Turkey is preparing for further delays in the delivery of two A400M military transport aircraft it ordered from Airbus Group, according to defence officials in Ankara.
It signed a deal for 10 of the heavy cargo and troop carriers in 2003 as part of a group of seven European NATO nations, expecting its part of the order to be fulfilled by 2018.
After four years of delays in Europe’s largest defence project, Turkey received two of the aircraft in 2014 and was due to receive two more this year. But officials told Reuters that the latest deliveries are now likely to be late.
Airbus will have to pay a penalty or offer services for the new delays, they said, without giving a new timeline.
“The penalty will depend on the number of days the deliveries are delayed, so the figure is not clear yet. Receiving products and services from the company is also possible,” one of the officials said.
Airbus Military is in the process of negotiating a new delivery schedule for the A400M but has not so far published a timetable. However, industry sources say its base production plan of 14 aircraft for this year includes two for Turkey.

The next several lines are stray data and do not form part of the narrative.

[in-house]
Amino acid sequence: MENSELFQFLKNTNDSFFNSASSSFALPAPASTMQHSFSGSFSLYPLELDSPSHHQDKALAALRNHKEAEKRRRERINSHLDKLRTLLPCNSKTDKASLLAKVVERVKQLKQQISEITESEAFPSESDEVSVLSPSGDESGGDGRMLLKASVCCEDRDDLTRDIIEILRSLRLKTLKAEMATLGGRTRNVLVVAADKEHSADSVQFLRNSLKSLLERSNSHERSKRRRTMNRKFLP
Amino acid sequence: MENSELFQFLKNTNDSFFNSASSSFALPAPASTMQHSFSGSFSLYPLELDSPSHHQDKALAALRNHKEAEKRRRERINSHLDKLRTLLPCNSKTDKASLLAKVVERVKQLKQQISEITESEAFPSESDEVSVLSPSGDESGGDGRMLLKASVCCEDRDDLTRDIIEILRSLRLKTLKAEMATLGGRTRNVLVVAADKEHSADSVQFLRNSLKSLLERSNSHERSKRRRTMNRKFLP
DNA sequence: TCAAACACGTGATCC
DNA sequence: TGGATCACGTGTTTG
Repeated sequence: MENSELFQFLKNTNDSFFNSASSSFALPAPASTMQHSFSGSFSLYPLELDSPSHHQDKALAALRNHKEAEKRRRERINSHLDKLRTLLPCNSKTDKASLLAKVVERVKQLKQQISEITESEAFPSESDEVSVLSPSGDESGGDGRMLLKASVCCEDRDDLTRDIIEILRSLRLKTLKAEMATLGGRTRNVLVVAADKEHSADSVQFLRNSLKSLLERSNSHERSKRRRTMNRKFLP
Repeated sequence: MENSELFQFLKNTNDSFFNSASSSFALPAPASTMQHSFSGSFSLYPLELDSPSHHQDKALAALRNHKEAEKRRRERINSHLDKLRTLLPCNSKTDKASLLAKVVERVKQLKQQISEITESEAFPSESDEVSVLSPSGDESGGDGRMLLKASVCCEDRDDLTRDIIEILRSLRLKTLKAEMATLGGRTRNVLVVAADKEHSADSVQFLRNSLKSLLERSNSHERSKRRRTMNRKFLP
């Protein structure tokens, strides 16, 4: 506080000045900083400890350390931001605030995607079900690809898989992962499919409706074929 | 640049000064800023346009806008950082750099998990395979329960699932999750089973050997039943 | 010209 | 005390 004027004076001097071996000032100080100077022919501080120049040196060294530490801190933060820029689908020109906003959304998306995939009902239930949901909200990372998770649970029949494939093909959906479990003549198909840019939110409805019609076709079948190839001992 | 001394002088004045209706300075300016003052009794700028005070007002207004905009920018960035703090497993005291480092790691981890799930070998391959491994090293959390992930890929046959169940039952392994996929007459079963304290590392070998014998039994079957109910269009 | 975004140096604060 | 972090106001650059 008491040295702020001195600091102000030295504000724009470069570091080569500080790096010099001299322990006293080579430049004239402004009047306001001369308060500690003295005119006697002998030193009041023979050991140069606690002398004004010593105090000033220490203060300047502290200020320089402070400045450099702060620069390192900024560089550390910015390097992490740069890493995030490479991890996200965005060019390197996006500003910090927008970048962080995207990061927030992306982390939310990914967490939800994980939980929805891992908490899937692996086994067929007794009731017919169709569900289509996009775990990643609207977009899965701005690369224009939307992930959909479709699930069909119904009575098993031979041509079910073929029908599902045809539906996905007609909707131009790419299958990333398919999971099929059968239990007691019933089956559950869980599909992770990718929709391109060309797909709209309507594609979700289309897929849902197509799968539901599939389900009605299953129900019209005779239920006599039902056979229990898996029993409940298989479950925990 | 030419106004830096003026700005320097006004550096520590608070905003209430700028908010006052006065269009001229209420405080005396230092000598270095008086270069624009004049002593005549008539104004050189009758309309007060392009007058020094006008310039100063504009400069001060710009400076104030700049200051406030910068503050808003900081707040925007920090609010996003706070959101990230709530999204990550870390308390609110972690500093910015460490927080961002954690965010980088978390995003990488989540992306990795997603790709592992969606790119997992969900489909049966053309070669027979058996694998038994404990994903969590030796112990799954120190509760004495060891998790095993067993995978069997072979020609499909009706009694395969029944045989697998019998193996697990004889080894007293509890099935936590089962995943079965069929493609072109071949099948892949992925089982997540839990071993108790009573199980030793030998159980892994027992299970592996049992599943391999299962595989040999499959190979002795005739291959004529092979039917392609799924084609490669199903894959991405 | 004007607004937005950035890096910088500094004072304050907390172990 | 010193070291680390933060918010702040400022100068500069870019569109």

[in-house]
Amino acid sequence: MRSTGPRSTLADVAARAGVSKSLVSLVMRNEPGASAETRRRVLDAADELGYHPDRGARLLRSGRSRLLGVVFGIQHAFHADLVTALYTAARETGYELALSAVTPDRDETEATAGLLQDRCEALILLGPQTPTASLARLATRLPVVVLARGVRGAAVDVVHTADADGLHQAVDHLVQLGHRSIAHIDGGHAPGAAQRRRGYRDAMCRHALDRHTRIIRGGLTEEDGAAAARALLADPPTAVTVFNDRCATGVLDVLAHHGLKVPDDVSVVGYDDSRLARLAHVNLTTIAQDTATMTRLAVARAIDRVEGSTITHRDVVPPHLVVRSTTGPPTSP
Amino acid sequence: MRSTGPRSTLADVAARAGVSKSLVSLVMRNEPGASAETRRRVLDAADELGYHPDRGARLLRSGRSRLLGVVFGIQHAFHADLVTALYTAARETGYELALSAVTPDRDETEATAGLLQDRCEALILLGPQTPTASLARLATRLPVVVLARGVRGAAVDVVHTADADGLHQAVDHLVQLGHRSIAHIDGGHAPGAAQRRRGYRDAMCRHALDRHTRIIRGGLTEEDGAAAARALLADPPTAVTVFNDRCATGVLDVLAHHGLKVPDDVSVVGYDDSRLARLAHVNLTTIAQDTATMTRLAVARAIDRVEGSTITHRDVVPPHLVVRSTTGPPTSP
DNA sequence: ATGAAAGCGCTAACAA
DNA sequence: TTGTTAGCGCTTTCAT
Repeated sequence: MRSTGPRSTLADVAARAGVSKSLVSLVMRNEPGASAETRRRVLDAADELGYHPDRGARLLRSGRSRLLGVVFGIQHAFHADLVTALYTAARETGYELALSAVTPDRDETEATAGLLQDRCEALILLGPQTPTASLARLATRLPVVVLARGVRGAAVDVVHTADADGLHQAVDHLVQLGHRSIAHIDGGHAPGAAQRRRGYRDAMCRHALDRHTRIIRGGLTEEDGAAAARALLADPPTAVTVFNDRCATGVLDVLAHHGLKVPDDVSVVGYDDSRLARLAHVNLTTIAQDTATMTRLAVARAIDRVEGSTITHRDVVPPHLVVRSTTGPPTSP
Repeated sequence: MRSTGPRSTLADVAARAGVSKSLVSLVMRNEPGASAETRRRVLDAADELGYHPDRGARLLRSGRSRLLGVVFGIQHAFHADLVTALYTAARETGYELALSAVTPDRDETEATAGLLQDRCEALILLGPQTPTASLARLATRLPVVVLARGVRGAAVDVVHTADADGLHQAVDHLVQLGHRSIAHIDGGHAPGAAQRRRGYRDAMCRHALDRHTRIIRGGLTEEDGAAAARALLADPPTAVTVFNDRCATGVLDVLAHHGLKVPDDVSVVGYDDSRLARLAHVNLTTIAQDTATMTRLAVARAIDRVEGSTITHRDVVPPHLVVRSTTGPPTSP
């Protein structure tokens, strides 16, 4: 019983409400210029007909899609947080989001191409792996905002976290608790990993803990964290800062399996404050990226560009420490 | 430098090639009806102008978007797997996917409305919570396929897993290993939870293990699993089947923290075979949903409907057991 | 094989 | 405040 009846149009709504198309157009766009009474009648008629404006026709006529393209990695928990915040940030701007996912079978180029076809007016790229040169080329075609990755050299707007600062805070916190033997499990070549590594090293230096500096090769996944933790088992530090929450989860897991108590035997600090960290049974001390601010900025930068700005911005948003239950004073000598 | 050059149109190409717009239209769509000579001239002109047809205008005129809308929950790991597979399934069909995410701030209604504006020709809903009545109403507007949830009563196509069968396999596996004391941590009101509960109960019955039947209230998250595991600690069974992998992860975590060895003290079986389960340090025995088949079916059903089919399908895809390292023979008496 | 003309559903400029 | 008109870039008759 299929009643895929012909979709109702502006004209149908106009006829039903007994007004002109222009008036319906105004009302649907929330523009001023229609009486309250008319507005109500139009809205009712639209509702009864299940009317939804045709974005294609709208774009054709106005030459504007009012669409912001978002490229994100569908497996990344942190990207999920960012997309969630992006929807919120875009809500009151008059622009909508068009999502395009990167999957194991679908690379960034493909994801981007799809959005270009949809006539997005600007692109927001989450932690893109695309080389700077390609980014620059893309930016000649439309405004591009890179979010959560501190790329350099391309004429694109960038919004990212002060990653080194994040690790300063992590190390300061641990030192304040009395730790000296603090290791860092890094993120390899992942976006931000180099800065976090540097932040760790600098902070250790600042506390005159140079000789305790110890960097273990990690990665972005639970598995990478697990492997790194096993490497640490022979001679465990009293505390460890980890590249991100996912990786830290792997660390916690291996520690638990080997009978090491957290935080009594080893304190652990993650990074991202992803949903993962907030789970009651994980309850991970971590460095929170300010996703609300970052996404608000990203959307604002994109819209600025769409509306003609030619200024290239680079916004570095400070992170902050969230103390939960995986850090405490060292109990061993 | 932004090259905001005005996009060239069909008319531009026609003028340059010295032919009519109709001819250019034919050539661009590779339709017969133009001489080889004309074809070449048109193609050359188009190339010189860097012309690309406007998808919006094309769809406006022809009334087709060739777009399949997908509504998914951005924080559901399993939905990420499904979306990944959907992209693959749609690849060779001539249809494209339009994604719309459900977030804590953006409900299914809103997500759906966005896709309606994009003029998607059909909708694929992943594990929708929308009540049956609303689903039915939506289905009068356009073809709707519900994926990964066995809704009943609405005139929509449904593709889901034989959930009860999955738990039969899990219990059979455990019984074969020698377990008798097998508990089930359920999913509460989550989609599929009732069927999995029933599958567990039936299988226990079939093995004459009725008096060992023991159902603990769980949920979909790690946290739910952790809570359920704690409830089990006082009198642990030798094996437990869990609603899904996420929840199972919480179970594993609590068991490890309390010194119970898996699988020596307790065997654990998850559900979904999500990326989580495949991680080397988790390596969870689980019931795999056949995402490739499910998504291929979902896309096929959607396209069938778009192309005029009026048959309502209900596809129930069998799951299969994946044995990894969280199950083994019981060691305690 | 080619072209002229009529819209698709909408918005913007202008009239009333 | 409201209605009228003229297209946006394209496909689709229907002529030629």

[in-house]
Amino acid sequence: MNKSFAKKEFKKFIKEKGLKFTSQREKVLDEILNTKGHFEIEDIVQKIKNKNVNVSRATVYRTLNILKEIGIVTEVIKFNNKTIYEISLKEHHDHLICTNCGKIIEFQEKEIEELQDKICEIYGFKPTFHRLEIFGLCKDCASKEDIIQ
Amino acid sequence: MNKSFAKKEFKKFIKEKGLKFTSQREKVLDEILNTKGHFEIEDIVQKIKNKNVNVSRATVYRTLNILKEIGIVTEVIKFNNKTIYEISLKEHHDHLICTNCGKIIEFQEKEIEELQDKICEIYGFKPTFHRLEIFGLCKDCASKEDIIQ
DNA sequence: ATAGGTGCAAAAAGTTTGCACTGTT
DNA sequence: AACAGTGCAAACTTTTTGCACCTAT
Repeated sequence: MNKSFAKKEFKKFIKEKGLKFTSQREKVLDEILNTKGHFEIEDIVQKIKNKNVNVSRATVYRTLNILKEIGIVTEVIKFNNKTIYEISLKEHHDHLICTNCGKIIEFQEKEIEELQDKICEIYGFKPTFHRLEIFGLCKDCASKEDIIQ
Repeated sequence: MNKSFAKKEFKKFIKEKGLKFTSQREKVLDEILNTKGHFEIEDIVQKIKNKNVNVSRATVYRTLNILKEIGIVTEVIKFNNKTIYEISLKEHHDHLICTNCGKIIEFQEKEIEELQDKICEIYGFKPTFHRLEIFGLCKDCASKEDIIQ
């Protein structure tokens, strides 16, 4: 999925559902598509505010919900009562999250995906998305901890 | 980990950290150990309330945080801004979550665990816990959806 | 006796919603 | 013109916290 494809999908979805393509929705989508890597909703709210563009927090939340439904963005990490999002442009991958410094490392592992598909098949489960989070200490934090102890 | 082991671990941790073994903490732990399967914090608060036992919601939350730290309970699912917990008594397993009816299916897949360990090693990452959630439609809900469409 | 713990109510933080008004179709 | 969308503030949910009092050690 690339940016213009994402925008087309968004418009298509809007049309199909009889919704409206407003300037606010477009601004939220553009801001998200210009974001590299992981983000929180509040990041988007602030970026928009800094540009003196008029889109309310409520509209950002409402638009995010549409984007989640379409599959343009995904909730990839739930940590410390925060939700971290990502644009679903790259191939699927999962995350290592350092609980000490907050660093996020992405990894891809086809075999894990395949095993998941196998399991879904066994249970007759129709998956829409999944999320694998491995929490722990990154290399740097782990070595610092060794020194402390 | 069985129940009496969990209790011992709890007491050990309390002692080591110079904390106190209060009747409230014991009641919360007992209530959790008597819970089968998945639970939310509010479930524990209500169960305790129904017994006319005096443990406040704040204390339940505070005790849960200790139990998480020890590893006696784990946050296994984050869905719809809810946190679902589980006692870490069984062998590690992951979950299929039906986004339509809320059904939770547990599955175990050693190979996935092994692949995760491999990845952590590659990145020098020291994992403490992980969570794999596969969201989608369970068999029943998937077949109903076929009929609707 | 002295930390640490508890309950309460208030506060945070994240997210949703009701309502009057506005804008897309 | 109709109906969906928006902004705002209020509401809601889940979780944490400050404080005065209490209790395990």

“We are currently discussing A400M production with all the customers and we will communicate further on that when the discussions are complete,” an Airbus Military spokesman said.
Airbus clashed publicly with Turkey over the A400M last year, saying it was Ankara that was delaying taking delivery of the first aircraft as a “bargaining” move.
But several buyers, notably Germany, have grown increasingly concerned about the latest round of delays, and analysts say declarations about the troubled project have tended to reflect tough negotiating positions on all sides.
Turkey took part in a seven-nation, 3.5-billion-euro bailout in 2010 that was supposed to put an end to chronic delays and technical problems with the European transporter plane.
But Airbus acknowledged last year that it faced new delays and in February took a charge of 551 million euros ($618 million).
Other European buyers – jointly represented along with Turkey by defence procurement agency OCCAR – include Belgium, Britain, France, Germany, Luxembourg and Spain. Malaysia has also agreed to buy the plane, which fits between the smaller Lockheed Martin C-130 and larger Boeing C-17.
Writing by Ece Toksabay; additional reporting by Tim Hepher in Paris; editing by David Dolan and John Stonestreet
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